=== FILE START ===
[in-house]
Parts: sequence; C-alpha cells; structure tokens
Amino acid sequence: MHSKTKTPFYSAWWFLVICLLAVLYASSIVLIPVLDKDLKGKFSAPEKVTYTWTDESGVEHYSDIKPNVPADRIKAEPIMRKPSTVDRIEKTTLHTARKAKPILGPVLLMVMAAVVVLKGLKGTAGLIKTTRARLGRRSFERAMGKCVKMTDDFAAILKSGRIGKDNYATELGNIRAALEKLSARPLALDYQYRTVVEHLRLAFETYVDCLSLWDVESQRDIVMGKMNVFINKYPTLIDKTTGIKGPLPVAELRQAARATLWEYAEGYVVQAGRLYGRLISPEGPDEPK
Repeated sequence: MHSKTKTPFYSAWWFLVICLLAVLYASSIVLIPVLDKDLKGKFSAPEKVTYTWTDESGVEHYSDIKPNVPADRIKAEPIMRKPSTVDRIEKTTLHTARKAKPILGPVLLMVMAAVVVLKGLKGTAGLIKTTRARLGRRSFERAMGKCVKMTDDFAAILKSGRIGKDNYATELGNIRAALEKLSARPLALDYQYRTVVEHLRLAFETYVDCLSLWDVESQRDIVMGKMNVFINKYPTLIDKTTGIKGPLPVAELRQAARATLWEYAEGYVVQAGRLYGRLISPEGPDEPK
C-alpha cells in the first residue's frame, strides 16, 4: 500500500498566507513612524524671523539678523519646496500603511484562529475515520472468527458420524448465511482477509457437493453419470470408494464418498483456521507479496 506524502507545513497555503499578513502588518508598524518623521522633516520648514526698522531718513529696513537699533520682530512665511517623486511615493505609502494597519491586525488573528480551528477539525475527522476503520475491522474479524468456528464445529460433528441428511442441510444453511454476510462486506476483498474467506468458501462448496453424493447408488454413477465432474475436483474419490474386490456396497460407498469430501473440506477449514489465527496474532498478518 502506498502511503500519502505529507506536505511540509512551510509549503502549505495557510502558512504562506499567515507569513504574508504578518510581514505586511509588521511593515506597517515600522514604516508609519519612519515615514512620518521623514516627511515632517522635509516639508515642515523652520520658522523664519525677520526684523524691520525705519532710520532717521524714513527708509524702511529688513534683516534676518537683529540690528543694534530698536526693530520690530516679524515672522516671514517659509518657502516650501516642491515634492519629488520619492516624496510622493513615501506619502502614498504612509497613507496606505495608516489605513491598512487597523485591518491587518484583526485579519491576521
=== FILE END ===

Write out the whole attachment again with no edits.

[in-house]
Parts: sequence; C-alpha cells; structure tokens
Amino acid sequence: MHSKTKTPFYSAWWFLVICLLAVLYASSIVLIPVLDKDLKGKFSAPEKVTYTWTDESGVEHYSDIKPNVPADRIKAEPIMRKPSTVDRIEKTTLHTARKAKPILGPVLLMVMAAVVVLKGLKGTAGLIKTTRARLGRRSFERAMGKCVKMTDDFAAILKSGRIGKDNYATELGNIRAALEKLSARPLALDYQYRTVVEHLRLAFETYVDCLSLWDVESQRDIVMGKMNVFINKYPTLIDKTTGIKGPLPVAELRQAARATLWEYAEGYVVQAGRLYGRLISPEGPDEPK
Repeated sequence: MHSKTKTPFYSAWWFLVICLLAVLYASSIVLIPVLDKDLKGKFSAPEKVTYTWTDESGVEHYSDIKPNVPADRIKAEPIMRKPSTVDRIEKTTLHTARKAKPILGPVLLMVMAAVVVLKGLKGTAGLIKTTRARLGRRSFERAMGKCVKMTDDFAAILKSGRIGKDNYATELGNIRAALEKLSARPLALDYQYRTVVEHLRLAFETYVDCLSLWDVESQRDIVMGKMNVFINKYPTLIDKTTGIKGPLPVAELRQAARATLWEYAEGYVVQAGRLYGRLISPEGPDEPK
C-alpha cells in the first residue's frame, strides 16, 4: 500500500498566507513612524524671523539678523519646496500603511484562529475515520472468527458420524448465511482477509457437493453419470470408494464418498483456521507479496 506524502507545513497555503499578513502588518508598524518623521522633516520648514526698522531718513529696513537699533520682530512665511517623486511615493505609502494597519491586525488573528480551528477539525475527522476503520475491522474479524468456528464445529460433528441428511442441510444453511454476510462486506476483498474467506468458501462448496453424493447408488454413477465432474475436483474419490474386490456396497460407498469430501473440506477449514489465527496474532498478518 502506498502511503500519502505529507506536505511540509512551510509549503502549505495557510502558512504562506499567515507569513504574508504578518510581514505586511509588521511593515506597517515600522514604516508609519519612519515615514512620518521623514516627511515632517522635509516639508515642515523652520520658522523664519525677520526684523524691520525705519532710520532717521524714513527708509524702511529688513534683516534676518537683529540690528543694534530698536526693530520690530516679524515672522516671514517659509518657502516650501516642491515634492519629488520619492516624496510622493513615501506619502502614498504612509497613507496606505495608516489605513491598512487597523485591518491587518484583526485579519491576521